Hurricane Irma decimated many broadcast facilities as it moved up Florida and into Georgia.
The FCC stated on Tuesday that at least 51 stations or translators were off the air (a few others are not even listed here) due to flooding or other damage caused by the storm. While some of these stations have since returned, what has quickly struck out is that not a single one of these stations has acknowledged being off (or in one case where they moved temporarily) on their websites.
Some of them have posted notices on Facebook directing listeners to stream the stations if possible.
Or even a sister station in an adjacent market:
But many others have left their listeners in the dark about the status of the stations not even replying to inquiries.
From “99.9 Gator Country” WGNE Jacksonville
to “Q92” WMFQ Ocala
The worst offender was iHeartMedia’s News/Talk 610 WIOD Miami.
Nowhere on WIOD.com or any of the station’s social media platforms is it mentioned that iHeartMedia was airing WIOD’s programming on 940 WINZ Miami. If not for a Miami Herald article about the damage WIOD took at its tower site on an island in the Biscayne Bay, nobody would have known where to find the station in the aftermath of the storm. Particularly an older skewing audience that still tunes to AM rather than the iHeartRadio app. Nor was it mentioned to WINZ’s audience that its programming was being pre-empted.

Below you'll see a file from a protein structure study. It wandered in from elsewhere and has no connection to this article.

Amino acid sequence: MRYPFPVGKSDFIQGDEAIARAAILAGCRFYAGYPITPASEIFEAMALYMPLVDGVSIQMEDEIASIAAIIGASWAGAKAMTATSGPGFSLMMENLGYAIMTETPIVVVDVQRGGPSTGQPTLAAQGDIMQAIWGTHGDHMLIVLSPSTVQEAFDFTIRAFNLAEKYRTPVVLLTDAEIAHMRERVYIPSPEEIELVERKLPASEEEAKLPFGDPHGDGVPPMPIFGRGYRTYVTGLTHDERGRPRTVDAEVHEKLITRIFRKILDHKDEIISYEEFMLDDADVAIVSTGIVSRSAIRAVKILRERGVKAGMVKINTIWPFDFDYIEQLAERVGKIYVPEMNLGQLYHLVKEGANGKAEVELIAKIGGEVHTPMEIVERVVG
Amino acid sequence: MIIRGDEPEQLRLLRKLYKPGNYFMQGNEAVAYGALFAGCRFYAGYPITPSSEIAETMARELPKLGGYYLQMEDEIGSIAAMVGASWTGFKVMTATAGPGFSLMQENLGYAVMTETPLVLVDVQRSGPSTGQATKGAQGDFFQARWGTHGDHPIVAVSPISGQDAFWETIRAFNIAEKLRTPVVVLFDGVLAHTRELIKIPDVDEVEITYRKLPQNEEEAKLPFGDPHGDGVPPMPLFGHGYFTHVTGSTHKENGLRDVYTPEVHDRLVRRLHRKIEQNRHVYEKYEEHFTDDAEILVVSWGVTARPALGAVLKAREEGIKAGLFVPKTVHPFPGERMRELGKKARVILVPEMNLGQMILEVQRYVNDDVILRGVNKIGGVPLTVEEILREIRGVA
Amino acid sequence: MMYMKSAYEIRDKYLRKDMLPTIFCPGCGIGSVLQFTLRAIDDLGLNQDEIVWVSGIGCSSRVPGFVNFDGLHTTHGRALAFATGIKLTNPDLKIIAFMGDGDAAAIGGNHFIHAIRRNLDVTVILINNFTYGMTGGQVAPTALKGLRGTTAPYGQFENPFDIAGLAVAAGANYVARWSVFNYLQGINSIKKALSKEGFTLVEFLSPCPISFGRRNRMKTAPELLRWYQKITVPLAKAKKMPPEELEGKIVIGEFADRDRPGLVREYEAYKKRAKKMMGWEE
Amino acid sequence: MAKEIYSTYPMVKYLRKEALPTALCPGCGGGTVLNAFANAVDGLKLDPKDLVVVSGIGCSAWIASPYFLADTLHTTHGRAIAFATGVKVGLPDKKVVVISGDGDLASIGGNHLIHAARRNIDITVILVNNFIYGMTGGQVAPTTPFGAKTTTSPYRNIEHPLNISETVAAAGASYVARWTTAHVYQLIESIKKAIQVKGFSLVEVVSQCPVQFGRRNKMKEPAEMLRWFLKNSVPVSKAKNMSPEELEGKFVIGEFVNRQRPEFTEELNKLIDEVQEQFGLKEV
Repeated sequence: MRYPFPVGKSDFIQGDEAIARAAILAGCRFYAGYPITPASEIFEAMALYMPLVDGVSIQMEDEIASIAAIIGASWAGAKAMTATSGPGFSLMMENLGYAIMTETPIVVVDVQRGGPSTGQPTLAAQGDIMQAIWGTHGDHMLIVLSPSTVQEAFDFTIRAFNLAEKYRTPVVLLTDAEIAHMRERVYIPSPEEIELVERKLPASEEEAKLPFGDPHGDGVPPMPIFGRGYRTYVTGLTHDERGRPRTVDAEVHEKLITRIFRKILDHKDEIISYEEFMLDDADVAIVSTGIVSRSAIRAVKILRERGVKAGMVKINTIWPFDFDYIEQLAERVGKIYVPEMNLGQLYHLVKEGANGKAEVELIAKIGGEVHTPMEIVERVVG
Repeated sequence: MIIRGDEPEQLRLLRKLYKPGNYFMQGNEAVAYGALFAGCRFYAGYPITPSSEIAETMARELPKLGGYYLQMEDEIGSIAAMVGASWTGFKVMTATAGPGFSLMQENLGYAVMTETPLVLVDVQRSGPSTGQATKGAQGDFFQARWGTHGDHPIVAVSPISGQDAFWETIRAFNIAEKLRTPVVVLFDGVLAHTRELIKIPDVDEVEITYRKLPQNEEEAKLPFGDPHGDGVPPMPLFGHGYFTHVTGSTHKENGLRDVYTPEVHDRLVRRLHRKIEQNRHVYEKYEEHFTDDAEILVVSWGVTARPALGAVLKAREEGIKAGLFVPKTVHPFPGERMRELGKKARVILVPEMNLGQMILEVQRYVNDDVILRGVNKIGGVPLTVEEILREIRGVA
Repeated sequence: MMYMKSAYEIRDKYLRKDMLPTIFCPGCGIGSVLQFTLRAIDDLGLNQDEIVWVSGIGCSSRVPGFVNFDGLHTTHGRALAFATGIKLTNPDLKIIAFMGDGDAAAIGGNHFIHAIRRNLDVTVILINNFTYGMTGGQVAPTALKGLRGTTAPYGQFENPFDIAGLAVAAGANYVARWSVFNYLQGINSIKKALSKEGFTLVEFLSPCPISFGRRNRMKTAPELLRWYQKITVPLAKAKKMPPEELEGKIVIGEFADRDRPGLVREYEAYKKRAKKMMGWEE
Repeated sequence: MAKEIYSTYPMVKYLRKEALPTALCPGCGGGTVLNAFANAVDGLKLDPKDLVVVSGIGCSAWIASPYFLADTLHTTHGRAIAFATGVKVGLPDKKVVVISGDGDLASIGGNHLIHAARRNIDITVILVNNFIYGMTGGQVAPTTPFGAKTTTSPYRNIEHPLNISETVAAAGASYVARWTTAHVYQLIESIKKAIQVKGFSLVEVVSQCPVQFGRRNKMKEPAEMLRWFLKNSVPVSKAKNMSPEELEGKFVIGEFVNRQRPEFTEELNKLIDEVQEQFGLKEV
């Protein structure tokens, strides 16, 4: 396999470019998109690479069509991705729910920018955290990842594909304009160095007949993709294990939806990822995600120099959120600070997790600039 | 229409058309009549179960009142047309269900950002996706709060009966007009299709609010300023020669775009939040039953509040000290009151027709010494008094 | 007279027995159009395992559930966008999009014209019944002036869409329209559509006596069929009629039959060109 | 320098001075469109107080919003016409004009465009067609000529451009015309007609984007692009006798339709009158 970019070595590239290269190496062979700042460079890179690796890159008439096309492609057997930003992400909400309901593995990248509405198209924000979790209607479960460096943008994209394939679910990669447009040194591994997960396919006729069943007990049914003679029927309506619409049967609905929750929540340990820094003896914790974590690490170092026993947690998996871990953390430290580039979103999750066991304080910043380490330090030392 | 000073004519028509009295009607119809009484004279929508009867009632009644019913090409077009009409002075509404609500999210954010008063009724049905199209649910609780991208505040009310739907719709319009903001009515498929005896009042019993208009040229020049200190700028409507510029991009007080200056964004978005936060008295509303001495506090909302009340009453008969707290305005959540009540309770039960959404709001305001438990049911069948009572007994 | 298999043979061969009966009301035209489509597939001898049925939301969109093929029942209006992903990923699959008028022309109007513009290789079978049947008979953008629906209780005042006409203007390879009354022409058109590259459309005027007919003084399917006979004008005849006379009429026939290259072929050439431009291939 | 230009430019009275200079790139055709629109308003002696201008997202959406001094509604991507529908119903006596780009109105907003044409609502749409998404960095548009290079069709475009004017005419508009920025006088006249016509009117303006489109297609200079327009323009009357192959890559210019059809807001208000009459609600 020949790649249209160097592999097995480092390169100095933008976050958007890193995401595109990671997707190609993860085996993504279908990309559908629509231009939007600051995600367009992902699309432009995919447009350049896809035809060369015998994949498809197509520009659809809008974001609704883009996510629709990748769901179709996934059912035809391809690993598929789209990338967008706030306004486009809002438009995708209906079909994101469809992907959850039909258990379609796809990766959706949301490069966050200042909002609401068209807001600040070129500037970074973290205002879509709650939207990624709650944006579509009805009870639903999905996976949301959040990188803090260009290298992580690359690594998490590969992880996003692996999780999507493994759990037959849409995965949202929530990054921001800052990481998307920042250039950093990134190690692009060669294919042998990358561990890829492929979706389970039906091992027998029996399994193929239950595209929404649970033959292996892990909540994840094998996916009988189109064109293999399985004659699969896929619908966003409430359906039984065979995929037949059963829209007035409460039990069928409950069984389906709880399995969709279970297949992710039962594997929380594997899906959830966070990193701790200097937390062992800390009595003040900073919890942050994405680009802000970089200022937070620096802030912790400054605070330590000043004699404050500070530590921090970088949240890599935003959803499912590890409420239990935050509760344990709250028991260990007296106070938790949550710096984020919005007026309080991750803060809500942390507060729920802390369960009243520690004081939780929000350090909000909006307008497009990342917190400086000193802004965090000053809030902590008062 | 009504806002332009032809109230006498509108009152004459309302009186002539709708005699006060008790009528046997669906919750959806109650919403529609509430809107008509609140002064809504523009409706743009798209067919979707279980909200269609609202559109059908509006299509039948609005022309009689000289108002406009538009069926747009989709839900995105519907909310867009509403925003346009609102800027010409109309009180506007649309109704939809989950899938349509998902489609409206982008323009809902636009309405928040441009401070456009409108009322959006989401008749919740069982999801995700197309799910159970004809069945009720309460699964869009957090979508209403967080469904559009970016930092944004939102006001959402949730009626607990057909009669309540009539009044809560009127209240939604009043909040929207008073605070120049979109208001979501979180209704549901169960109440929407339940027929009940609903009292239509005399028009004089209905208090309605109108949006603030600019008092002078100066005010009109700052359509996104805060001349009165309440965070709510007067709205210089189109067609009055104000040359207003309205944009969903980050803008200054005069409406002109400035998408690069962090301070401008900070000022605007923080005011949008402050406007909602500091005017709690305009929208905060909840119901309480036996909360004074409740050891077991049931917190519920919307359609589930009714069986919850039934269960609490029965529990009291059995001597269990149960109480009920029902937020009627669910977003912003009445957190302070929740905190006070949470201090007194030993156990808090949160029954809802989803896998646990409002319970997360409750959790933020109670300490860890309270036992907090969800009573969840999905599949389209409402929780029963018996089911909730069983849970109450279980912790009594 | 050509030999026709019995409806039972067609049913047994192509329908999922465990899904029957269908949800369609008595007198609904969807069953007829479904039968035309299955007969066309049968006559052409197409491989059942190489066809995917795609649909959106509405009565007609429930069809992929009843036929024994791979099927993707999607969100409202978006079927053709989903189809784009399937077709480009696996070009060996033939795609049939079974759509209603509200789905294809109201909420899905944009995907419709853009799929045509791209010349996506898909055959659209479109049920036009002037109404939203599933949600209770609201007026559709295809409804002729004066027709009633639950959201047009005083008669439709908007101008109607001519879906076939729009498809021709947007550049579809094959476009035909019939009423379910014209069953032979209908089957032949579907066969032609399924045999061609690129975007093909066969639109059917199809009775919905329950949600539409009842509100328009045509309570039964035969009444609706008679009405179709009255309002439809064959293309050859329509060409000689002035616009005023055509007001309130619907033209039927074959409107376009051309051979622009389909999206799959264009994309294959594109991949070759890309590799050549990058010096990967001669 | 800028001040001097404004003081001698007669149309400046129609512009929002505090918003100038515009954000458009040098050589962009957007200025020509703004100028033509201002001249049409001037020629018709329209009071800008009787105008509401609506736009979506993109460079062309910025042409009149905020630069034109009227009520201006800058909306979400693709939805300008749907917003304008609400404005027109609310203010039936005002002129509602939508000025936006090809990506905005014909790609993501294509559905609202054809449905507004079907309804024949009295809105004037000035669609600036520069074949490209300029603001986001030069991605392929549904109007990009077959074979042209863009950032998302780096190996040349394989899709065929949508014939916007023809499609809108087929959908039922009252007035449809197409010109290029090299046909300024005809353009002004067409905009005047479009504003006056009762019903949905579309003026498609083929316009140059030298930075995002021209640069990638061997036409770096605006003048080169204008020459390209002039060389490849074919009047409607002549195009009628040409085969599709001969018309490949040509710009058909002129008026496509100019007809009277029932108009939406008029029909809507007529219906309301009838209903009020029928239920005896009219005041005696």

WIOD did resume broadcasting this morning via an STA with 1/4 of its normal power and parts of its directional array out of commission. Yet for a station that took a massive PR hit earlier this weekend when an apparent miscommunication with WTVJ-TV led to that station’s meteorologist curse them out on live television for daring to air their own radio coverage across the iHeart Miami cluster as opposed to a television simulcast. In that regard WIOD did the right thing, but could’ve saved themselves some headaches by putting the TV programming on one of their five FMs in the market that were all rebroadcasting 610.
— Dave Graveline (@DaveGraveline) September 10, 2017
We’re in the communications business. In the 21st century that means reaching out to an audience that relies on you on multiple platforms. Yet many in this communications industry are forgetting to do the communication part of their duties.